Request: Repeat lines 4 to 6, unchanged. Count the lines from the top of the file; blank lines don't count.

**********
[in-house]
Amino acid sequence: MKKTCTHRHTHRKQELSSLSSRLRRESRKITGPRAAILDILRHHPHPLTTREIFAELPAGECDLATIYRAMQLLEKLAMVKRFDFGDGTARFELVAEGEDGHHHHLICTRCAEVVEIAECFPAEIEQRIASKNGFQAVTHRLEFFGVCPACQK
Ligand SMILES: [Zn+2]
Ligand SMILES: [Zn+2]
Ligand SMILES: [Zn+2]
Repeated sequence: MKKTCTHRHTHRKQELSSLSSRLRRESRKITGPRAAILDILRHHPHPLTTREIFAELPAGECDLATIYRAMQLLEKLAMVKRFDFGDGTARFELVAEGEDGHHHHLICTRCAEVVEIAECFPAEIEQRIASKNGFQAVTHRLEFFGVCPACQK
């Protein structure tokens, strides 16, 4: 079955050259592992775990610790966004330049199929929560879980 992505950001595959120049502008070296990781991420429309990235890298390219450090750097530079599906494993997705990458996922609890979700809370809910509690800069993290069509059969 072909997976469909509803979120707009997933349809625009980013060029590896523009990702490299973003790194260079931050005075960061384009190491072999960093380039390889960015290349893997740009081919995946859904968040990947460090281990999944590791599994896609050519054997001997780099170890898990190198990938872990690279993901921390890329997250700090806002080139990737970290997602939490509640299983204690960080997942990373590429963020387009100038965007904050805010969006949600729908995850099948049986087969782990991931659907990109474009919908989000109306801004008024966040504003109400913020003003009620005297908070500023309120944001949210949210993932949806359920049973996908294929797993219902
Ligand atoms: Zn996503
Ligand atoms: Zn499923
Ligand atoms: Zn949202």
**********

Ligand SMILES: [Zn+2]
Ligand SMILES: [Zn+2]
Repeated sequence: MKKTCTHRHTHRKQELSSLSSRLRRESRKITGPRAAILDILRHHPHPLTTREIFAELPAGECDLATIYRAMQLLEKLAMVKRFDFGDGTARFELVAEGEDGHHHHLICTRCAEVVEIAECFPAEIEQRIASKNGFQAVTHRLEFFGVCPACQK